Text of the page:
40 Microsoft Excel Data Analysis and Business Modeling one character after the first plus sign, copying from C3 to C4:C6 the formula FIND("+",A3,B3+1). To find East sales, we use the LEFT function to extract all the characters to the left of the first plus sign, copying from D3 to D4:D6 the formula LEFT(A3,B3-1). To extract the North sales, we use the MID function to extract all the characters between the two plus signs. We begin one character after the first plus sign and extract the number of characters equal to (Position of 2nd plus sign)-(Position of 1st plus sign) – 1. If you leave out the –1, you’ll get the second + sign. (Go ahead and check this.) So, to get the North sales, we copy from E3 to E4:E6 the formula MID(A3,B3+1,C3-B3-1). To extract South sales, we use the RIGHT function to extract all the char acters to the right of the second plus sign. South sales will have the number of characters equal to (Total characters in cell) – (Position of 2nd plus sign). We compute the total number of characters in each cell by copying from F3 to F4:F6 the formula LEN(A3). Finally, we obtain South sales by copying from G3 to G4:G6 the formula RIGHT(A3,F3-C3).Using the Text To Columns Command to Extract Data There is an easy way to extract East, North, and South sales (and data similar to this example) without using text functions. Simply select cells A3:A6, and then choose Text To Columns on the Data menu. Select Delimited, click Next, and then fill in the dialog box shown here:
Chapter 6 Text Functions 41 Entering the plus sign in the Delimiters area directs Excel to separate each cell into columns, breaking at each occurrence of the plus sign. The result is shown here.Problems 1. Cells B2:B5 of the workbook Showbiz.xls contain the fictitious addresses of some of our favorite people, as shown here. Use text functions to extract each person’s name to a single column and each person’s street address to a single column. 2. The workbook IDPrice.xls contains the product ID and prices for various products. Use text functions to put the product IDs and prices in separate columns. Use the Text To Columns command on the Data menu to accomplish the same goal. 3. The workbook QuarterlyGnpData.xls contains quarterly GNP data for the United States (in billions of 1996 dollars) in the format shown here. Extract this data to three separate columns, where the first col umn contains the year, the second column contains the quarter num ber, and the third column contains the GNP value.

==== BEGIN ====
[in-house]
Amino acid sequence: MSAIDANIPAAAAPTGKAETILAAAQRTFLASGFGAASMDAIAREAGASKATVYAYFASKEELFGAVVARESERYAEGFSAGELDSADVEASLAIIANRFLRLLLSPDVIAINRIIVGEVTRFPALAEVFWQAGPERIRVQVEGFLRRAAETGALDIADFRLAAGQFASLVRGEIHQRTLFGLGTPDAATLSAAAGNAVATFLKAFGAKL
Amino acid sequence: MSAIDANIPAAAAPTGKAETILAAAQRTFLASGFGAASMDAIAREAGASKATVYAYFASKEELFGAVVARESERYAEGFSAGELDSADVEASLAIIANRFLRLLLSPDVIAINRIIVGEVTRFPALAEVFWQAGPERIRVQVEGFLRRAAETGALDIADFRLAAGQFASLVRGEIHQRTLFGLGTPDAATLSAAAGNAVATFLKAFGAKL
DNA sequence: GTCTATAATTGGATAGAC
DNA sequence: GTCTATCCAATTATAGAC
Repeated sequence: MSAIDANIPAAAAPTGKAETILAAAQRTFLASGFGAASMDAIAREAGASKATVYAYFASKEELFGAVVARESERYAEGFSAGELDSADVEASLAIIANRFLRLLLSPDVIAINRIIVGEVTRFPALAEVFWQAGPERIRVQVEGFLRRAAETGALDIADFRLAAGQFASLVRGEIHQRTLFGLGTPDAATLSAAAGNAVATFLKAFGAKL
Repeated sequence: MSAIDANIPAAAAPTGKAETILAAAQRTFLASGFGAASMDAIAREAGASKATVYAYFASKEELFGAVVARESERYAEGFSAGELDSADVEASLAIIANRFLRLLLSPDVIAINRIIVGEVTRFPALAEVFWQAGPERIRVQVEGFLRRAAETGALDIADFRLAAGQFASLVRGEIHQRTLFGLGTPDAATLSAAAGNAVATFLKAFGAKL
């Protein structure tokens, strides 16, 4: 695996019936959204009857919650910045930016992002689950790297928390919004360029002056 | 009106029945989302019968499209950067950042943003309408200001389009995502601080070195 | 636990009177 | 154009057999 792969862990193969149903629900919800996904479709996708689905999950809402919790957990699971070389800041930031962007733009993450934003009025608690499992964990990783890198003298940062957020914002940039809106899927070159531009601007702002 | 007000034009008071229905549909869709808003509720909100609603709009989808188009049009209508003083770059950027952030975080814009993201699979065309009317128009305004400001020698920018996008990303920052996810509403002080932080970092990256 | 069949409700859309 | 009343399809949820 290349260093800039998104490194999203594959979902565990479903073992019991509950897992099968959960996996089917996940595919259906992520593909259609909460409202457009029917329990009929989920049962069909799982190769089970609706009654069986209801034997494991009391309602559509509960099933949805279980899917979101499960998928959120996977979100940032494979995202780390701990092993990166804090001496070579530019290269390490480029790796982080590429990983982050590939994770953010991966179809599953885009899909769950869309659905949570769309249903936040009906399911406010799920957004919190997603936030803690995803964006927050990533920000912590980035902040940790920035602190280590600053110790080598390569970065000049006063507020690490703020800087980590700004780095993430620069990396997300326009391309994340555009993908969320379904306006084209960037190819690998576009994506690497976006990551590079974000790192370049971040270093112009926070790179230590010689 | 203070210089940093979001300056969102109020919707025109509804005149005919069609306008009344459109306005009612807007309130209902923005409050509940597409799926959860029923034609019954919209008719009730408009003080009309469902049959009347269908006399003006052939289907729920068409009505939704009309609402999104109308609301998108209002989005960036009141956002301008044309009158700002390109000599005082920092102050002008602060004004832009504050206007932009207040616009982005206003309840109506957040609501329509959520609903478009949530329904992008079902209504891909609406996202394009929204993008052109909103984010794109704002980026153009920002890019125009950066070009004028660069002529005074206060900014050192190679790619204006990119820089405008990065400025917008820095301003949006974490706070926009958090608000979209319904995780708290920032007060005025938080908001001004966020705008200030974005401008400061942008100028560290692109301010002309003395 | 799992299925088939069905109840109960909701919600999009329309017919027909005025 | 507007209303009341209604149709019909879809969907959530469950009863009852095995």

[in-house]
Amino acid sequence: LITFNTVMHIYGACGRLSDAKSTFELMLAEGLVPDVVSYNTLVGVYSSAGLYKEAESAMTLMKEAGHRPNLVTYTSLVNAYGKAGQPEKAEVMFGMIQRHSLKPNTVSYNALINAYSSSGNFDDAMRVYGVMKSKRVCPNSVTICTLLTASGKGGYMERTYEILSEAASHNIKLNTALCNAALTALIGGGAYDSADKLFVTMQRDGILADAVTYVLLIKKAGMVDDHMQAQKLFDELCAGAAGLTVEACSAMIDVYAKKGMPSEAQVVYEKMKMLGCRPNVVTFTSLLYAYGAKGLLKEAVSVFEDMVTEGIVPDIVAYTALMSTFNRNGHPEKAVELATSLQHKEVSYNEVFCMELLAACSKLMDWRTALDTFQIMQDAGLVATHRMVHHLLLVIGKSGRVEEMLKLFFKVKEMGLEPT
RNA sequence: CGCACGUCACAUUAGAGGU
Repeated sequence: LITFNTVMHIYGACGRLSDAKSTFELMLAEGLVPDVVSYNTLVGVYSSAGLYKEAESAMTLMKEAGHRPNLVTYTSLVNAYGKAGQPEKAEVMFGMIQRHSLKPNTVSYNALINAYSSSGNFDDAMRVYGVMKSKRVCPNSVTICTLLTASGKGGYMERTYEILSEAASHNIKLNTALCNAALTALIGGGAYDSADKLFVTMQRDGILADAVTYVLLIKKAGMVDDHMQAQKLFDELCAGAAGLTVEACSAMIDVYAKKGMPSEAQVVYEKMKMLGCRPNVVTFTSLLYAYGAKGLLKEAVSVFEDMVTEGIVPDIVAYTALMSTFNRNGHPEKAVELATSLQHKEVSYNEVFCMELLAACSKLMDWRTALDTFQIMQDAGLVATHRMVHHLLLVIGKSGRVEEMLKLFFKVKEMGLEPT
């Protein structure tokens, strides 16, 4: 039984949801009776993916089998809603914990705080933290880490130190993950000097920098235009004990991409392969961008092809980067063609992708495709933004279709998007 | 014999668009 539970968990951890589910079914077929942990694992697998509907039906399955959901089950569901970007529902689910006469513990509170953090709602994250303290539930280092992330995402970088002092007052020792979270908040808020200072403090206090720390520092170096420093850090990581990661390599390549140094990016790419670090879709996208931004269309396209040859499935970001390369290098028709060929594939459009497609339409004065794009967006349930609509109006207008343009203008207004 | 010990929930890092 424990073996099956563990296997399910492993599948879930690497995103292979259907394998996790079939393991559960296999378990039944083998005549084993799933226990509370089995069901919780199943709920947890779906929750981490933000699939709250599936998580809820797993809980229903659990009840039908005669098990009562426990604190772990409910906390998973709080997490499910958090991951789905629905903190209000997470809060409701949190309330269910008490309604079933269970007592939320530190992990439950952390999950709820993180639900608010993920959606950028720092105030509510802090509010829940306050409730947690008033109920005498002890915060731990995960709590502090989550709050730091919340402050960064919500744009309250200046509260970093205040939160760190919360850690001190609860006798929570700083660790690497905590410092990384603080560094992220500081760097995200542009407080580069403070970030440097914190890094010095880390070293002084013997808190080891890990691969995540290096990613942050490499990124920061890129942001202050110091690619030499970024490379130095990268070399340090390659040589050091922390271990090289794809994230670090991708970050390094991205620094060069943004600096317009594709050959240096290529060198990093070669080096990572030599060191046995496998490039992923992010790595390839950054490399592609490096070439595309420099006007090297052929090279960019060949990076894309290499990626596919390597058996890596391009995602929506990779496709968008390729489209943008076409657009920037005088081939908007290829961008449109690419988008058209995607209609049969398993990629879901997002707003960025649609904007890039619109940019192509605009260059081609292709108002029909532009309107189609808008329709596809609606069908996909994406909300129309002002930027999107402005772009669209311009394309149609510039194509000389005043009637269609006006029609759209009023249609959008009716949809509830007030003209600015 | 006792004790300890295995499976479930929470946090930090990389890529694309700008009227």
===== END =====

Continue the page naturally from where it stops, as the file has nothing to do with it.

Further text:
42 Microsoft Excel Data Analysis and Business Modeling 4. The file TextStylesData.xls contains information about the size, color, and style for a variety of shirts. For example, the first shirt is style 100 (indicated by digits between the colon and the hyphen). Its color is 65, and its size is L. Use text functions to extract the style, color, and size of each shirt.
Dates and Date Functions ■ When I enter dates into Excel, I often see a number such as 37625 rather than a date such as 1/4/2003. What does this number mean, and how do I change 37625 to a normal date? ■ Can I enter a formula that automatically displays today’s date? ■ How do I determine a date that is 50 workdays after another date? What if I want to exclude holidays? ■ How do I determine the number of workdays between two dates? ■ I have 500 different dates entered in Excel. What formulas can I use to extract the month, year, day of the month, and day of the week from each date? To illustrate the most commonly used month-day-year formats in Excel, sup- pose today is January 4, 2004. We could enter this date as any of the following: ■ 1/4/2004 ■ 4-Jan-2004 ■ January 4, 2004 ■ 1/4/04 43